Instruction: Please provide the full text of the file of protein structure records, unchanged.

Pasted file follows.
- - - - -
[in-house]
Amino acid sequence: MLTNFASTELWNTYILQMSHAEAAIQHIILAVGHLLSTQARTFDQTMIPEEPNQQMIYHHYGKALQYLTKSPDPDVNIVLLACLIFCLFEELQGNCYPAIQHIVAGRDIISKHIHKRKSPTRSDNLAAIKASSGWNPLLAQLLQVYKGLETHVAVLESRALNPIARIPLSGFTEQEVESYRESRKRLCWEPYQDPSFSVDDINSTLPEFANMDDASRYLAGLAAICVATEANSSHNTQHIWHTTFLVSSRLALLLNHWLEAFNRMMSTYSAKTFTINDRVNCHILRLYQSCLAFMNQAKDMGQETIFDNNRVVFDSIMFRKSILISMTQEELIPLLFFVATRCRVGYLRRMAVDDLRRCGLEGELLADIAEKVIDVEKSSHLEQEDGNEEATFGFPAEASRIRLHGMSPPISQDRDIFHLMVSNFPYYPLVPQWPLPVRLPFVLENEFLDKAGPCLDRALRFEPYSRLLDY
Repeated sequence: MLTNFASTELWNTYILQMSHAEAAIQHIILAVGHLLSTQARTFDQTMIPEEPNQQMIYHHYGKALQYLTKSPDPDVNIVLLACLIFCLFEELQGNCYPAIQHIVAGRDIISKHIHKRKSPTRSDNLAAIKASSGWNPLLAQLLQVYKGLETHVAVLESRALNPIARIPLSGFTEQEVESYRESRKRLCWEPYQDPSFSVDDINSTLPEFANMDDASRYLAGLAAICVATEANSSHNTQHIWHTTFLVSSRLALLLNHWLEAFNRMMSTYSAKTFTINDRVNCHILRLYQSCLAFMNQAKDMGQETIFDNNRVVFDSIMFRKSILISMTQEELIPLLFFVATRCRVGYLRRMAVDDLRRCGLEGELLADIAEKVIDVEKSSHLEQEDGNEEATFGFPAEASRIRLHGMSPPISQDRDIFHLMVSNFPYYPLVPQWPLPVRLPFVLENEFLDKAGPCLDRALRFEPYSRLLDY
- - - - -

[in-house]
Amino acid sequence: MLTNFASTELWNTYILQMSHAEAAIQHIILAVGHLLSTQARTFDQTMIPEEPNQQMIYHHYGKALQYLTKSPDPDVNIVLLACLIFCLFEELQGNCYPAIQHIVAGRDIISKHIHKRKSPTRSDNLAAIKASSGWNPLLAQLLQVYKGLETHVAVLESRALNPIARIPLSGFTEQEVESYRESRKRLCWEPYQDPSFSVDDINSTLPEFANMDDASRYLAGLAAICVATEANSSHNTQHIWHTTFLVSSRLALLLNHWLEAFNRMMSTYSAKTFTINDRVNCHILRLYQSCLAFMNQAKDMGQETIFDNNRVVFDSIMFRKSILISMTQEELIPLLFFVATRCRVGYLRRMAVDDLRRCGLEGELLADIAEKVIDVEKSSHLEQEDGNEEATFGFPAEASRIRLHGMSPPISQDRDIFHLMVSNFPYYPLVPQWPLPVRLPFVLENEFLDKAGPCLDRALRFEPYSRLLDY
Repeated sequence: MLTNFASTELWNTYILQMSHAEAAIQHIILAVGHLLSTQARTFDQTMIPEEPNQQMIYHHYGKALQYLTKSPDPDVNIVLLACLIFCLFEELQGNCYPAIQHIVAGRDIISKHIHKRKSPTRSDNLAAIKASSGWNPLLAQLLQVYKGLETHVAVLESRALNPIARIPLSGFTEQEVESYRESRKRLCWEPYQDPSFSVDDINSTLPEFANMDDASRYLAGLAAICVATEANSSHNTQHIWHTTFLVSSRLALLLNHWLEAFNRMMSTYSAKTFTINDRVNCHILRLYQSCLAFMNQAKDMGQETIFDNNRVVFDSIMFRKSILISMTQEELIPLLFFVATRCRVGYLRRMAVDDLRRCGLEGELLADIAEKVIDVEKSSHLEQEDGNEEATFGFPAEASRIRLHGMSPPISQDRDIFHLMVSNFPYYPLVPQWPLPVRLPFVLENEFLDKAGPCLDRALRFEPYSRLLDY